Catching up with Franz Ferdinand

Catching up with Franz Ferdinand

On the new faces and sound coming to Tokyo


Metropolis talks to Franz Ferdinand drummer Paul Thomson ahead of the Scottish band’s Japan tour which hits Tokyo International Forum on November 27 and Osaka’s Zepp Bayside the following day.

Metropolis: The band has added two new members in the past year. How has the addition of Julian and Dino changed/enhanced the Franz Ferdinand sound?

Paul Thomson: We have mutated into a better band, and better human beings — we are more fun to be around and more virile and you’ll hear all of that if you come to a show.

M: You’re based in Glasgow, a city famous for music. Why does a small city like Glasgow consistently produce so much great music?

PT: Because it’s the best? There are many factors: intolerance of bullshit or fakery; the vibrant art community. The bad weather also means it’s more worthwhile staying indoors to make art or music or both. It’s a relatively inexpensive city to live in too, which also helps.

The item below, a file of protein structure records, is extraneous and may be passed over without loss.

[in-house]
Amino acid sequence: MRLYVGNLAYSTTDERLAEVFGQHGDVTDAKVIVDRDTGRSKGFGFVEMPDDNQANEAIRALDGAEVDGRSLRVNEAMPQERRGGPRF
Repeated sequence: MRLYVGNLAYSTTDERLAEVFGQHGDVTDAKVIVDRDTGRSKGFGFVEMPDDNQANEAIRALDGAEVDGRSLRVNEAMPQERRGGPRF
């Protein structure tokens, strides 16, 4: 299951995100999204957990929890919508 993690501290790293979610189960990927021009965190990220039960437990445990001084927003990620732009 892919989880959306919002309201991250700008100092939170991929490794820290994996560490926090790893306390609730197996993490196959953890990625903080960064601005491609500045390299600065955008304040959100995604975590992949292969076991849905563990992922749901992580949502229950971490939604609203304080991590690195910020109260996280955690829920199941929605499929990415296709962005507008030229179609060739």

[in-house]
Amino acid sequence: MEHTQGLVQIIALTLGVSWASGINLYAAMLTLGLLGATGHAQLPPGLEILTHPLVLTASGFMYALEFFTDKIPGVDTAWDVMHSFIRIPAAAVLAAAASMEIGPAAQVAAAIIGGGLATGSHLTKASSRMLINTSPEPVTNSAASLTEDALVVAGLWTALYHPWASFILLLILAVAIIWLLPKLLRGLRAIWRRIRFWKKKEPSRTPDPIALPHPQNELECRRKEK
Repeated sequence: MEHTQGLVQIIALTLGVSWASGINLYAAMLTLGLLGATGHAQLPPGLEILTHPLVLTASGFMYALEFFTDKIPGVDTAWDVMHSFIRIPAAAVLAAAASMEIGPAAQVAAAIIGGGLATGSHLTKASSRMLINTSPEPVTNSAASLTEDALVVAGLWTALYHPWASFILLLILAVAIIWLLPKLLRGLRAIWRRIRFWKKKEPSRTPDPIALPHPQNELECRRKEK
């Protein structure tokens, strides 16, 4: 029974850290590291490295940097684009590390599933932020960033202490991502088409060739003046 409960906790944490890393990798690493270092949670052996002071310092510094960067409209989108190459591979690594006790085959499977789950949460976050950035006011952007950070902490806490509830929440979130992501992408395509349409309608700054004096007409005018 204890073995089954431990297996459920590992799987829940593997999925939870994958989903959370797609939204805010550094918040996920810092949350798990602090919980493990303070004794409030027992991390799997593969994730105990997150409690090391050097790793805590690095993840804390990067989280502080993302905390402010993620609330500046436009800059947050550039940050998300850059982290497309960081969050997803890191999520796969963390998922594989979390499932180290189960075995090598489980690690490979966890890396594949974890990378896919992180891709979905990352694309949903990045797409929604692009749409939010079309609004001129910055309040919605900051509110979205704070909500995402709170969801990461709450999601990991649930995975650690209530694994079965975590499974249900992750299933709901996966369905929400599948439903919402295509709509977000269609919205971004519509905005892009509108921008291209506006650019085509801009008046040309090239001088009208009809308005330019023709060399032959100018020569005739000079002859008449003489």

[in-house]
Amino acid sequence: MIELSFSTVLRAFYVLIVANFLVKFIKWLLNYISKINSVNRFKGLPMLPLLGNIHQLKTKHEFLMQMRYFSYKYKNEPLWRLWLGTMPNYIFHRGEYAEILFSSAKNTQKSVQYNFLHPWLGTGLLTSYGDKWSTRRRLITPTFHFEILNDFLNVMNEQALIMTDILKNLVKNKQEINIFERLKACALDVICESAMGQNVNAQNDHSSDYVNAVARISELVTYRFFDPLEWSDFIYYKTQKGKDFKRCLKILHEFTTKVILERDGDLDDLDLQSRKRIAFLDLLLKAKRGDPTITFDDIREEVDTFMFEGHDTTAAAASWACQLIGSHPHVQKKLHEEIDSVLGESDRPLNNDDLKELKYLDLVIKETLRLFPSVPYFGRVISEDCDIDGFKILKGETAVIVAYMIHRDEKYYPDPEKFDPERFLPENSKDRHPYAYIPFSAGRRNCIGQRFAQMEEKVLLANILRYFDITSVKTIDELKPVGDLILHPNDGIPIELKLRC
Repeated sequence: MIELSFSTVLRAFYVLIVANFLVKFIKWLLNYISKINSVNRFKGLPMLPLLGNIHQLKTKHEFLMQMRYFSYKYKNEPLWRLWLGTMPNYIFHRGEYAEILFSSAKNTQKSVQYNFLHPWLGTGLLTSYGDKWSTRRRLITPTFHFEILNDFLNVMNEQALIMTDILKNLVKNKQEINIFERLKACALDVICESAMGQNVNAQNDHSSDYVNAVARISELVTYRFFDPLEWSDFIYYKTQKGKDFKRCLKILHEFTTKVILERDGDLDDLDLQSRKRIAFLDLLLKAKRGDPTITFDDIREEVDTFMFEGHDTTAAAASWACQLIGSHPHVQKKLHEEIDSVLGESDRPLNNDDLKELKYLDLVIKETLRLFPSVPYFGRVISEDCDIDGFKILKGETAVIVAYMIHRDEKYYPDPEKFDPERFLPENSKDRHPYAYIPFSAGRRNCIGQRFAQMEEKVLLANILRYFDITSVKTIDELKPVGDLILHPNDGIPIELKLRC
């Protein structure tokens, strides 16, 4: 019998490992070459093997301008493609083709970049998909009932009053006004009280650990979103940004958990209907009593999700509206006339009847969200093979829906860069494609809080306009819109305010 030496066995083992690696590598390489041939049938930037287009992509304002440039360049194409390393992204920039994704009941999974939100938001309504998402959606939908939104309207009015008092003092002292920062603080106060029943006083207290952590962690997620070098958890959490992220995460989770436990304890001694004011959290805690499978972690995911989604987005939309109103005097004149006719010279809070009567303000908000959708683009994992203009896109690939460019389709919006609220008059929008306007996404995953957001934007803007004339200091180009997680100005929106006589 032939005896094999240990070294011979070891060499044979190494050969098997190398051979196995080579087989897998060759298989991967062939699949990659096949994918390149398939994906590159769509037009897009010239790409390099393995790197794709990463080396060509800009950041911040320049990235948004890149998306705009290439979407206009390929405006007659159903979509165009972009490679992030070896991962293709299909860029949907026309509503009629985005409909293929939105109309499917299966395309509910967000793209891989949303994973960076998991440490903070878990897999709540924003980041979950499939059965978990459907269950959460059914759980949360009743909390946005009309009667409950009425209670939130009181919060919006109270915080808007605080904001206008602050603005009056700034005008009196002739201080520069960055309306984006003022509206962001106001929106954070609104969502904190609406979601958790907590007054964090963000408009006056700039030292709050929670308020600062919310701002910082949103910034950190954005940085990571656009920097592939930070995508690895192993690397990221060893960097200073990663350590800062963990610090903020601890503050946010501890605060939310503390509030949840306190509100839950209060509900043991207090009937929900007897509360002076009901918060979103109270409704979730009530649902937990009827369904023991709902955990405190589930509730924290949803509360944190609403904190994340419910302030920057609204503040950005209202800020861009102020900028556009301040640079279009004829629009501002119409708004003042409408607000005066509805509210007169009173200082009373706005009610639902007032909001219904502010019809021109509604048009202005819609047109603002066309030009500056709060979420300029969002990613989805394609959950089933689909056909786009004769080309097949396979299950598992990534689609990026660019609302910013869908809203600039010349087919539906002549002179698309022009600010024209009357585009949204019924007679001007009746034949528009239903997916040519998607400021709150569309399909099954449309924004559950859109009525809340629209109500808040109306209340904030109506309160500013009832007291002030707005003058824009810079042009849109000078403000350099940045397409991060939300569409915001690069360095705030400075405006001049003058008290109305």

M: Which Glasgow bands (new and old) do you like or respect?

PT: Mogwai, Belle & Sebastian, Stretchheads, Dawson, The Delgados, Bis, Lung Leg.

And currently: Kaputt, Hairband, Lush Purr, Smack Wizards, Herbert Powell, Breakfast Muff, Catholic Action, The Cosmic Dead, Happy Meals, Kasper Hauser, TURPs, US Highball, West Princes, Teen Canteen, I. Solar, Pleasure Pool, Mr TC, The Binmen, Sweaty Palms, Rotations.

M: You seem to take imagery and artwork very seriously. Do you have total creative control on your album covers and posters, etc…?

PT: Yeah, one of the fun parts of being in a band is the visual identity. Before I could play an instrument I already had logo, type and record sleeve and merchandise designs in mind. With each record we try and change the colour scheme like it’s a new season to reflect what it is we’re trying to say with the music this time.

Franz Ferdinand interview metropolis

M: How has the band changed over the past decade? In terms of music, who writes the songs and overall sound?

PT: Where it was primarily Alex and Nick it’s now all of us contributing towards songs. The song-y bits come from Alex and Julian; the ideas and concepts are all of us; the beats, mainly me; the arrangements, all of us chip in. That’s where the FF DNA is forged, that’s when a song becomes a Franz Ferdinand song. Dino joined after Always Ascending was recorded so we’re looking forward to making new music with him, as he’s an ace songwriter as well as an incredible guitarist. And handsome, he’s very handsome too.